Difference between Inner and Outer Planets

Updated on June 28, 2017

There are eight planets orbiting around the sun in our Solar System and they are categorized into inner and outer planets. Each category is defined by specific planetary features and characteristics which this article aims to list and explain.


The inner and outer planets are divided by an asteroid belt

The inner planets are the planets in our Solar System that lie close to the sun. These planets are Mercury, Venus, Earth, and Mars. Also called terrestrial planets, these planetary bodies are mostly made out of solid materials and various heavy metals such as nickel and iron.

Inner planets are relatively small in size and do not have rings. Scientists believe that inner planets were formed out of a massive cloud of gas and dust called a nebula. As the nebula collapsed, most of these materials gathered in the center to form the sun. The rest of the materials rotated and contracted until they flattened into disks called protoplanetary disks. The sun’s radiation swept the light gas away while heavy materials in the protoplanetary disks became planetesimals, which later formed into the inner planets.

The inner planets lie within the asteroid belt and are characterized by many land features such as volcanoes, mountains, and craters. As inner planets are composed of rock and heavy metals, they are heavy and dense. These planets rotate slowly on their axis but travel quickly around the sun.

The outer planets are planets in our Solar System that are farther away from the sun. These are Jupiter, Saturn, Uranus, and Neptune. These are the light gases and ice that were swept to the outer part of the protoplanetary disk which formed into the outer planets. Thus, outer planets are mainly composed of gases such as helium and hydrogen. Outer planets are huge, averaging 300,000 miles (480,000 kilometers) in diameter. Although these planets are big, their composition allows them to spin rapidly on their axis. A single day on Jupiter is equivalent to only 10 Earth hours. Because of their distance from the sun, outer planets take longer to orbit around it. For instance, Saturn takes 29 Earth years to circle the sun.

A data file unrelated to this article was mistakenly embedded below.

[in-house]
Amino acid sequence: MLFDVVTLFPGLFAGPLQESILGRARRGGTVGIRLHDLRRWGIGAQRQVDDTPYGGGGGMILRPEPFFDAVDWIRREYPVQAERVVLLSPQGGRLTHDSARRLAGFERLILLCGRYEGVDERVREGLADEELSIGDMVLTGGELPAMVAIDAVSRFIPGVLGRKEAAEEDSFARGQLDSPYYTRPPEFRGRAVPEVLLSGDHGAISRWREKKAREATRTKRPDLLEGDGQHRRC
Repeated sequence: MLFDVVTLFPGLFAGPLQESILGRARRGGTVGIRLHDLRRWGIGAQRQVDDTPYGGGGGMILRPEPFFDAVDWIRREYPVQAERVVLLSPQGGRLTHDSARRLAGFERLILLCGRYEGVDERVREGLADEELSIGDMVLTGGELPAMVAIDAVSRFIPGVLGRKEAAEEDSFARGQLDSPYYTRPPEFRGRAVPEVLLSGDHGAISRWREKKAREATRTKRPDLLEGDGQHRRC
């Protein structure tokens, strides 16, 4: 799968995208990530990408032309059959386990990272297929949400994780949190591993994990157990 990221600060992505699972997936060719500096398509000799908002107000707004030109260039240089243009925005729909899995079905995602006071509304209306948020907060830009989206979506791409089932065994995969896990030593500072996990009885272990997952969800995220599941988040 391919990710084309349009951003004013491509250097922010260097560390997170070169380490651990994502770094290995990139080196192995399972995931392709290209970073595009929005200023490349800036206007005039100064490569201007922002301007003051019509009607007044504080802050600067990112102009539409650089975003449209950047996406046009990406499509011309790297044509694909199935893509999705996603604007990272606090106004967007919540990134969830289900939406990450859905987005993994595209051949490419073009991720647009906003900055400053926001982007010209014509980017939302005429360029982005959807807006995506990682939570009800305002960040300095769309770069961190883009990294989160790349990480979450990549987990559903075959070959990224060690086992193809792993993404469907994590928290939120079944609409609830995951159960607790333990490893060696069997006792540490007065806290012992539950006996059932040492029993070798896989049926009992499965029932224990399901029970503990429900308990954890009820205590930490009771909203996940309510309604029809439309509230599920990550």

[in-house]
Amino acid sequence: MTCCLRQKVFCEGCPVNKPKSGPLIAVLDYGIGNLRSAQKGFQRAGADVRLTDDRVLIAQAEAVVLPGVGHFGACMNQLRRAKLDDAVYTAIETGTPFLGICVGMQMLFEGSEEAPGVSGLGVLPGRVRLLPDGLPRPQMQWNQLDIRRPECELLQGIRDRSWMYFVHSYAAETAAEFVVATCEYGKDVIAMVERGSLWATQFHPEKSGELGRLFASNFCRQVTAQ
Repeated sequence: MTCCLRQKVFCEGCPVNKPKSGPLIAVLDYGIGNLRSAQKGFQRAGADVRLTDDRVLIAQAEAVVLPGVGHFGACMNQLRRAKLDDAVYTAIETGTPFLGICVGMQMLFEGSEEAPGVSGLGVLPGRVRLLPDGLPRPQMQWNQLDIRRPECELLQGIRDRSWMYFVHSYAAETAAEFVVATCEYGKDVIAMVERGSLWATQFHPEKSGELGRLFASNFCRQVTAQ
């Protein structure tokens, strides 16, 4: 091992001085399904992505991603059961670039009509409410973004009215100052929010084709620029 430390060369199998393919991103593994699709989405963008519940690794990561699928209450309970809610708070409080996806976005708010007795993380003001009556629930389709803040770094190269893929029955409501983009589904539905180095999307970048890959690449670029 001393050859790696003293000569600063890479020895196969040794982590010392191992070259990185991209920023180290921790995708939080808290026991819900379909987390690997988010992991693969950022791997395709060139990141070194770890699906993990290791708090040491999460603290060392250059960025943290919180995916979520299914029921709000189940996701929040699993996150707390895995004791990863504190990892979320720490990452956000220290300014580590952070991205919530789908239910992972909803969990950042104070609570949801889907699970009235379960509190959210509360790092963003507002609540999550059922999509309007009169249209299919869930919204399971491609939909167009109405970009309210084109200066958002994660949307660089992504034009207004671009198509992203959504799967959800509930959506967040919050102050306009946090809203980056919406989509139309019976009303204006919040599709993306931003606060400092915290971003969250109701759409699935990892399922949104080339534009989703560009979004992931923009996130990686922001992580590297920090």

The outer planets usually have multiple moons; Jupiter has 63, Saturn has 60, Uranus has 27, and Neptune is known to have 13 orbiting moons. These planets also have rings similar to the rings around Saturn.

Inner vs Outer Planets

So what’s the difference between inner and outer planets? The inner planets are planetary bodies in our Solar System that orbit close to the sun. Also referred to as terrestrial planets, these are Mercury, Venus, Earth, and Mars. The outer planets of our Solar System (i.e. Jovian planets) – namely Jupiter, Saturn, Uranus, and Neptune – are the planets that lie farthest from the sun.

The inner planets are believed to have come from materials from a collapsed nebula that formed near the sun. Rocks, heavy metals, and other solid materials make up the composition of these inner planets. Other materials such as gas that was swept halfway across the Solar System formed the outer planets. This is the main reason outer planets are mostly made up of gases such as helium hydrogen, and methane.

Comparison Chart

Inner PlanetsOuter Planets
Mercury, Venus, Earth, and MarsJupiter, Saturn, Uranus, and Neptune
Heavy, slow-spinningLight, quick-spinning
Characterized by thin atmospheres and high temperaturesCharacterized by thick atmospheres and cold temperatures


Check out this YouTube clip for more about the inner and outer planets.